By Sarah Mac Donald - 24 August, 2013
Vincent Browne accused of fronting “an unintelligible rant” in his ‘Challenging God‘ series.
RTE needs to stop creating celebrities a prominent member of the Association of Catholic Priests has said.
In his weekly blog, Fr Brendan Hoban criticised the creation of celebrity presenters on RTE and TV3, and accused presenter Vincent Browne of fronting “an unintelligible rant” rather than “a helpful examination of what faith means” in his ‘Challenging God‘ series.
Assessing the current state of the Irish media, the priest of the diocese of Killala said presenters were no longer just presenters, and reporters were no longer reporters but strived to be ‘personalities’ or ‘celebrities’.
He suggested that they sought to be “popular not because of their expertise or ability but because they succeed in carving out reputations for themselves and end up being regarded by the great unwashed as ‘movers and shakers’ in the media world.”
In a highly critical analysis of Vincent Browne’s ‘Challenging God’ series on TV3, he said the presenter “makes no secret of his disdain for those who seek to defend religion or even to try to explain what faith means.”
He added that ‘Challenging God’ is no more than “a vehicle for Vincent Browne to do what he does best – coax a series of likely suspects (theologians, biblical scholars, clergy) into a studio and attack them for their beliefs. Or go on an unintelligible rant and air a series of predictable prejudices.”
Fr Hoban said this was all in the hope that people will watch this form of modern blood-sport and that advertisements will sell.
He also accused Vincent Browne of demonstrating how little he knows about religion and faith.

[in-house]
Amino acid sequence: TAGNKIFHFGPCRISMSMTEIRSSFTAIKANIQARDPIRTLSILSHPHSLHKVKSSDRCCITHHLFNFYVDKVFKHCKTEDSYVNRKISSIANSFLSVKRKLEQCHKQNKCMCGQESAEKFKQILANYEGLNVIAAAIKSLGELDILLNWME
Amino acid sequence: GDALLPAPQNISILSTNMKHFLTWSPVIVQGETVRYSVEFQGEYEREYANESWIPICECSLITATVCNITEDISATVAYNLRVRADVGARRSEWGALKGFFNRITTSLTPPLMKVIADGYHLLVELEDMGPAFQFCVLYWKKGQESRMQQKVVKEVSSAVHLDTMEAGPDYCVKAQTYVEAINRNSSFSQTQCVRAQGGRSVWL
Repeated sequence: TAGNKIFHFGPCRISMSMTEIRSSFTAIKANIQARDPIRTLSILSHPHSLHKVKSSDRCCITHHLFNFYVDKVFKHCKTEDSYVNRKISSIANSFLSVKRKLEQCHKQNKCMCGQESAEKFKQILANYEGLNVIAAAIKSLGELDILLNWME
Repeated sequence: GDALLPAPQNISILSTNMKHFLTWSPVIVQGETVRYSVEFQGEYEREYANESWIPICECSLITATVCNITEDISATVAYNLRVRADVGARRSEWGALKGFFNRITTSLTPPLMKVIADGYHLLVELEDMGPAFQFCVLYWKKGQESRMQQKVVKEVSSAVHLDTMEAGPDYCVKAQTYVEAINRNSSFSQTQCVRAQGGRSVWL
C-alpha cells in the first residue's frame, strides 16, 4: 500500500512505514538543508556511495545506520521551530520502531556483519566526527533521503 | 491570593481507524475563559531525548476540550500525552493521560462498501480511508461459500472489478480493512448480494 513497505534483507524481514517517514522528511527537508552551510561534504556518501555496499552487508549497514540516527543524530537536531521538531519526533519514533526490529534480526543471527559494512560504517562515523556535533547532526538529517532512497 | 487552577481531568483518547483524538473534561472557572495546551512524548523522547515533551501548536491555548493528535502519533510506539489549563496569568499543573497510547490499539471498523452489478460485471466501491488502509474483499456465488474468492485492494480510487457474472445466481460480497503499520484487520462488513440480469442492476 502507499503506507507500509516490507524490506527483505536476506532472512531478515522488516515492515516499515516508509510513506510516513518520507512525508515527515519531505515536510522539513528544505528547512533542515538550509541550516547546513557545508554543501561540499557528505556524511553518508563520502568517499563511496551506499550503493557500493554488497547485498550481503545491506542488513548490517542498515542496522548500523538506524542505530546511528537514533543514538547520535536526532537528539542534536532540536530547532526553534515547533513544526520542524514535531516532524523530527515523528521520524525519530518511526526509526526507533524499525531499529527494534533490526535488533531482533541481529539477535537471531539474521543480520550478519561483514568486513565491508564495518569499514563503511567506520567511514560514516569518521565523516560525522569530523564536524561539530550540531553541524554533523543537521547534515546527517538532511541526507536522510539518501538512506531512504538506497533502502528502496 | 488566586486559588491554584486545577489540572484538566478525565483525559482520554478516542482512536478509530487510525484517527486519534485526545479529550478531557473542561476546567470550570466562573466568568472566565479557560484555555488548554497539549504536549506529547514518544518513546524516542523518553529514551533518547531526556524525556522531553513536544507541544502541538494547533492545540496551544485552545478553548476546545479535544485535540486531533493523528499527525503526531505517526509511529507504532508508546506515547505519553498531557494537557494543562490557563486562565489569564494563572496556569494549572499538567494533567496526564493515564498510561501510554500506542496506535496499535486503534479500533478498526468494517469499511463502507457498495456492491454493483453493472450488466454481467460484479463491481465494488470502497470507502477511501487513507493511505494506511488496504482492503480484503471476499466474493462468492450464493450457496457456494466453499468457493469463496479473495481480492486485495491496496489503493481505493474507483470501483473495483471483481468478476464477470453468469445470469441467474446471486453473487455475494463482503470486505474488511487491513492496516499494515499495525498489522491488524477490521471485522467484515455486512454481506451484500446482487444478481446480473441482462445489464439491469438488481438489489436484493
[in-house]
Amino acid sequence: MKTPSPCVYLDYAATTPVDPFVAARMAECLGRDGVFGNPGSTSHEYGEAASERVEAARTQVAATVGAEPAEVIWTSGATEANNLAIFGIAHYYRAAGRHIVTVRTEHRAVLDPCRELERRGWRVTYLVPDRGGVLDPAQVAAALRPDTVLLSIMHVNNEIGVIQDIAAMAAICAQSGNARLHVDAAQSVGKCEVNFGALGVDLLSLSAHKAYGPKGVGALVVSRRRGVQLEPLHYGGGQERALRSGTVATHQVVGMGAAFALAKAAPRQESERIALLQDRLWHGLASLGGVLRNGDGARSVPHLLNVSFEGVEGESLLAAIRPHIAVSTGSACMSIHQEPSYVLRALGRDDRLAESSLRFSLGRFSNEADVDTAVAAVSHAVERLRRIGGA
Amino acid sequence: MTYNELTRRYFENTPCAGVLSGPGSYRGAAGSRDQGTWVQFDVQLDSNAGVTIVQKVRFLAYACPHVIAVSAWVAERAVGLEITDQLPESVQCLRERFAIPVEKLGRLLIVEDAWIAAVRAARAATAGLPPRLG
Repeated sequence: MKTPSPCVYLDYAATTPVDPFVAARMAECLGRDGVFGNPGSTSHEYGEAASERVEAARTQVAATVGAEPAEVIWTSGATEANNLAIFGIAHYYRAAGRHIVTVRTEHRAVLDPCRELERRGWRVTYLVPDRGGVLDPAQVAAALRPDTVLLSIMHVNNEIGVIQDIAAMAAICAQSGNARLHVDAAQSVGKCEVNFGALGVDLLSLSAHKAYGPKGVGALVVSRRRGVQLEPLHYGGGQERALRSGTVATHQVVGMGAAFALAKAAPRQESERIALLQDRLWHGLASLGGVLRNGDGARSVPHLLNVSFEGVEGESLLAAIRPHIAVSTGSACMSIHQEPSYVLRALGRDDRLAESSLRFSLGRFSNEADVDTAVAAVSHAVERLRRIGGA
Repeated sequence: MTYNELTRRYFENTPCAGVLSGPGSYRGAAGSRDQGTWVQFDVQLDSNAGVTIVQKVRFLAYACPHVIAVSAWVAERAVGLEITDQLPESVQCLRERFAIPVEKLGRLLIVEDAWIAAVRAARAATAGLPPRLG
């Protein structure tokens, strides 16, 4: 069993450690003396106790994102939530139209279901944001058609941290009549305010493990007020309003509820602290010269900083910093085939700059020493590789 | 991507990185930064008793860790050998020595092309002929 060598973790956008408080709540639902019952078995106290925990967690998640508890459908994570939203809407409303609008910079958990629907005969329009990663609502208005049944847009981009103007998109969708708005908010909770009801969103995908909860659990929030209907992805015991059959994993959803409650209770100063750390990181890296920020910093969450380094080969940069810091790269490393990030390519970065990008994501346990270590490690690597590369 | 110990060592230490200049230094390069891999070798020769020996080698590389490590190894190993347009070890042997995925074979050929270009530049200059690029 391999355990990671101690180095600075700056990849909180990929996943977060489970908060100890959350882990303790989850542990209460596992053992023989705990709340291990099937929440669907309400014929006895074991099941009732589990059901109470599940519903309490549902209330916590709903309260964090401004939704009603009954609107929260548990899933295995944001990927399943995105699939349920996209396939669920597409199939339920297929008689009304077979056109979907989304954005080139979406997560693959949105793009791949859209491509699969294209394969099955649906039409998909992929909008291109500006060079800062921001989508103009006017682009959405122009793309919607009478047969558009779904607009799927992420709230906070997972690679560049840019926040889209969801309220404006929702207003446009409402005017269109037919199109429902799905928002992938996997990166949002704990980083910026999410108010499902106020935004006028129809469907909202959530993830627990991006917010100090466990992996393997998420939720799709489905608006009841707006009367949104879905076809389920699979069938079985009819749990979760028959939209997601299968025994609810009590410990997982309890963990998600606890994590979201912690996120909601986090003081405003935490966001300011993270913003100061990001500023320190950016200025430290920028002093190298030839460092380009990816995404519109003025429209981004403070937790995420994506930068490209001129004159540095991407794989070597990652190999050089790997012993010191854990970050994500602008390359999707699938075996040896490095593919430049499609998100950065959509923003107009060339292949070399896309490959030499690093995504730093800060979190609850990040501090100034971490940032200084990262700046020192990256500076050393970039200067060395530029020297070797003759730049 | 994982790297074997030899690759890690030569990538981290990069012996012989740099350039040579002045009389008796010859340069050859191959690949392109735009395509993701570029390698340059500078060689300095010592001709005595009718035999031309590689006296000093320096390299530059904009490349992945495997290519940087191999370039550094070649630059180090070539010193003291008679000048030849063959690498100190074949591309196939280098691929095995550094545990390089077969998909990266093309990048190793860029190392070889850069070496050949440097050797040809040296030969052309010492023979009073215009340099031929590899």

“While attacking politicians on his late night political show makes for interesting viewing for those who enjoy the equivalent of watching cars crash, Browne’s abrasive disrespect for his guests and his penchant for insulting them in passing is grotesquely embarrassing”, he said.
Commenting that there is a place for a programme examining issues of theology and faith as part of a public service remit, the ACP priest said a presenter who knew his or her subject and who could respectfully moderate a discussion between alternate viewpoints would facilitate a civilised discussion, even though it might attract a much smaller but more in-tune audience.
Fr Hoban also hit out at the ‘Pat Kennys’ of broadcasting who don’t want a public service remit where they facilitate intelligent discussions for reasonable salaries. “They want more money,” he said.
He said Pat Kenny’s €1million a year salary from RTE a few years ago was “crazy and unjustifiable”, regardless of how good he was or how hard he worked or how widely he spread his talents.
“RTE needs to stop creating celebrities. What we need are not ‘stars’ but competent presenters,” he suggested.
“When will RTE start developing a stable of presenters who can do a competent job and pay them an appropriate salary and start justifying their position as a public broadcaster?” he asked.
“Then instead of paying their elite broadcasters elite salaries at the expense of their public service broadcasting responsibilities, they can begin to live in the real world,” the ACP priest commented.